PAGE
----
Klukelunnen lay as still as the Stone he was. He scarcely breathed. With him scarcely a kitten-sized fellow, they’d easily miss him beneath the carelessly discarded bath towel. He honed his ears. But the densely fluffy fabric muffled all but the loudest of sounds … the creak of an opening door. And now they were near; Klukelunnen squeezed his eyes tight.
“I know what you’re saying, Dwayne,” said a hard-edged voice. “But the little wretch must be here somewhere.”
No, I’m not, I’m not, Klukelunnen pressed himself yet further into the floor, trying to make himself insignificantly small. If only he still had his magic, he could magic himself smaller than the glitter that speckled the floor, trodden in from Daisy’s room.
“But I tell you,” said another voice (Dwayne?), “I know the family, and if Fleur says the little fella’s gone and run off, then the little fella’s … I mean, just look at that hutch back there, all broken and …”
“Tush! Big bazookas are no guarantee of honesty.”
Klukelunnen wanted to nod but had to keep still. Even so, if Fleur had spun a misleading lie to keep him out of Anthropology clutches (by the cringe, that’s an amazement) then he owed Fleur a deed in return.
But a shame her unlikely efforts hadn’t worked. Not easily duped, that hard-edged man. He sounded determined to find Klukelunnen; like he wouldn’t give up searching till he’d pulled every seed out of Klukelunnen’s ‘doings’. He sounded like he might enjoy it, too, the nasty human. He was probably tall, and thin, and all sharp angles, with a beak for a nose. One of the professor’s personal servitors, without a doubt. Drat! Triple drat!
Klukelunnen quietened his breathing, quietened his thoughts. Shush. Footsteps. Leaving the bathroom. Two came in. Two gone out. The door clicked closed. By Granny’s Blessed Knickers … Klukelunnen let out his held breath and gasped in another. Gone. He was safe. At least for now.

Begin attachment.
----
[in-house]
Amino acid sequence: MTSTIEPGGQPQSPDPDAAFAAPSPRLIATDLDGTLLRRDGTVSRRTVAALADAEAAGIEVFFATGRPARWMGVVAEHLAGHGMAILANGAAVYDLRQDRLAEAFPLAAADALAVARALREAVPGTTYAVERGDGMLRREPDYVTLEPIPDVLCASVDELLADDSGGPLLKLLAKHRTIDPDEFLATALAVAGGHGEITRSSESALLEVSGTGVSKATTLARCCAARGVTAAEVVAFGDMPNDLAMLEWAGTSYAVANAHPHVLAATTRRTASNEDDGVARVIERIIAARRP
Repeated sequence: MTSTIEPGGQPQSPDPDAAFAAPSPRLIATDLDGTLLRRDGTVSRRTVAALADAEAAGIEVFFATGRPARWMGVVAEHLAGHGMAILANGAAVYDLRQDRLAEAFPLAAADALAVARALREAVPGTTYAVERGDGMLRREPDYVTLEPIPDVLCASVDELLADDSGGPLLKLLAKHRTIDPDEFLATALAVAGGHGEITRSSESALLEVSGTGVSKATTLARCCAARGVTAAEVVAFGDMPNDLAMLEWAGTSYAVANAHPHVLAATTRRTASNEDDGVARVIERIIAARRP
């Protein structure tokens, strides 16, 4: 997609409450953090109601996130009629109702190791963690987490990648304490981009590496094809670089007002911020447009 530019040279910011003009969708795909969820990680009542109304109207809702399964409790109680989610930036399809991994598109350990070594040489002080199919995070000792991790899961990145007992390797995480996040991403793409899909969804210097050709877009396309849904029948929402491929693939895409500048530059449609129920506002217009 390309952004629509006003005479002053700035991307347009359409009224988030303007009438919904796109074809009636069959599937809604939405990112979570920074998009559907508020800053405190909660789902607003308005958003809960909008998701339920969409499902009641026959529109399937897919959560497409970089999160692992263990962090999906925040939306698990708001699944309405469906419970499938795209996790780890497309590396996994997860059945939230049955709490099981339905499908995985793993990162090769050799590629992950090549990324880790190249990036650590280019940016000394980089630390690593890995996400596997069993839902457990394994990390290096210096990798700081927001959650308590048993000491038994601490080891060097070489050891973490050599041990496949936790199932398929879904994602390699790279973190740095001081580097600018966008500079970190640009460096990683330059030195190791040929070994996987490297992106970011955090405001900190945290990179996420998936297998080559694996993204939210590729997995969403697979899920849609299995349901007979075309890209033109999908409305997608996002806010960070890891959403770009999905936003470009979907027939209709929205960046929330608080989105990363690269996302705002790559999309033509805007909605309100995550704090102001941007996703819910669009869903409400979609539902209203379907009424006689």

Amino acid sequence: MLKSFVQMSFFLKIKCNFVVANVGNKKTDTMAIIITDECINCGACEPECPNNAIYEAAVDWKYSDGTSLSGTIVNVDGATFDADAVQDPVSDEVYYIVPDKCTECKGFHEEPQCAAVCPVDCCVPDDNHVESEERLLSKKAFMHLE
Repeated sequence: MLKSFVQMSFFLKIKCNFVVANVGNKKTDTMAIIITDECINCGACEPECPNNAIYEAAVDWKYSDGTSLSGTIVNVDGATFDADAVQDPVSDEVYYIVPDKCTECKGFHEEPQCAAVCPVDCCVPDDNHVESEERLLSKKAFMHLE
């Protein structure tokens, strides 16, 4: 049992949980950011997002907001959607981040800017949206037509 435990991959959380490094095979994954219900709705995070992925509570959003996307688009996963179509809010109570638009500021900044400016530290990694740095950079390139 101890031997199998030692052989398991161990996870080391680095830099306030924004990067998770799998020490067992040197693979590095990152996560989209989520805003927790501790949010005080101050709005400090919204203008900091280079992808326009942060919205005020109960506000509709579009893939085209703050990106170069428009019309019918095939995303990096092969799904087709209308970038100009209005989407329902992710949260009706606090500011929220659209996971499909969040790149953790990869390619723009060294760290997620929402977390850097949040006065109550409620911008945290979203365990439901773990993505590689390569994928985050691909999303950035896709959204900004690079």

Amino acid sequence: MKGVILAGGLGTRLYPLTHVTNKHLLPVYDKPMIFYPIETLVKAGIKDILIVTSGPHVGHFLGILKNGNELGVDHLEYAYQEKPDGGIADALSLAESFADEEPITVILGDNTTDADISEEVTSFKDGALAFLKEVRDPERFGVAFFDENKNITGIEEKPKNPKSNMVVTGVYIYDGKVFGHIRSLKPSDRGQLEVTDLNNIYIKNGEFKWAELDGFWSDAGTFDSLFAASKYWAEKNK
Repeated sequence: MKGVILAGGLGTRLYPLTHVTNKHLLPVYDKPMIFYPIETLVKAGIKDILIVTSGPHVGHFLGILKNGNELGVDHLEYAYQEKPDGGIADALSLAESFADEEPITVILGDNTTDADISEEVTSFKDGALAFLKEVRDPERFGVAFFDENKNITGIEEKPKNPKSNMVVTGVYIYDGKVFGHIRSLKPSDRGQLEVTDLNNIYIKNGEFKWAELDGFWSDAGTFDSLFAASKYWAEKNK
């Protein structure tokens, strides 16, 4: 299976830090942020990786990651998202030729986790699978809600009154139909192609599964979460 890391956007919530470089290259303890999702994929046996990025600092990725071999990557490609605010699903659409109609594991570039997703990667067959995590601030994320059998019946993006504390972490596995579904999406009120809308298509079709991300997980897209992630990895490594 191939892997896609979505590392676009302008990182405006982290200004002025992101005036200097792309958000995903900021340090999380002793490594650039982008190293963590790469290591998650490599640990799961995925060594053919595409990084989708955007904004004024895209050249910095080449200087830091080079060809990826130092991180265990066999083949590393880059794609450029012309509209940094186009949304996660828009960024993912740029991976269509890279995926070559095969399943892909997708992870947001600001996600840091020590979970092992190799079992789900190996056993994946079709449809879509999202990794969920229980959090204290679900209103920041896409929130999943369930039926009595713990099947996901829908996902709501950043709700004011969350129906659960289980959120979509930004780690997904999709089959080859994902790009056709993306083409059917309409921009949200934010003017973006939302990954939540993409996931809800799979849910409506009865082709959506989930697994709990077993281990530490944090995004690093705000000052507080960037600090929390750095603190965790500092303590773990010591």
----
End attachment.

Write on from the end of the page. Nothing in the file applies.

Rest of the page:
He started to move, a slow push-up, a slow raise of his bum …
“Ouch! This man has nuts, you know.” Pointless holding quiet now with that granite-slab of a shoe pinning him down. As if the man wouldn’t know the difference between fluffy towel and squashed Klukelunnen.
“Dwayne!” the man called out, no release of pressure on Klukelunnen’s delicate parts.
The door wheezed open. Footsteps. Dwayne’s re-entry.
“Here, just plonk your foot here. No! Not that hard. Don’t want him damaged. A rarity, this.”
Klukelunnen was grateful for the reprimand if tardily applied. He wanted to curl around his maltreated maleness, to hold it—them—shield them, protect them from further abuse. But that mountainous boot still had him pinned. Grrr.
And what were they doing? He could hear unfathomable movements and metallic clicks.
“How much are you giving him?!” Dwayne’s outraged voice rapidly escalated in pitch. Anyone would think them his stones roughly stood upon.
“Have to make sure,” said the harsh-voiced man (probably the professor’s dangerous servitor). “Don’t want him escaping in transit. Be devilishly difficult to find him out there amongst the bushes.”
A muted pop sounded.
“Hey!” Dwayne squeaked.
And several things happened at once.
The clod’s heavy weight lifted.
A thud sounded loud in Klukelunnen’s well-muffled ears accompanied by a gust of midden-scented air.
The probable professor’s dangerous servitor screamed an unintelligible stream of hard-edged curses.
Klukelunnen seized his chance while the foot was removed. Up he pushed from the floor … to have a solid boot kick him full in the face.
He reeled. He sucked down the blood. But he didn’t give up. He was onto his feet—but the entangling towel brought him back down. He tried again, this time squiggling out from under it before he stood up. Done it! With a hand to cradle his painful parts, he hobbled and scuttled fast as he could to the again-open door.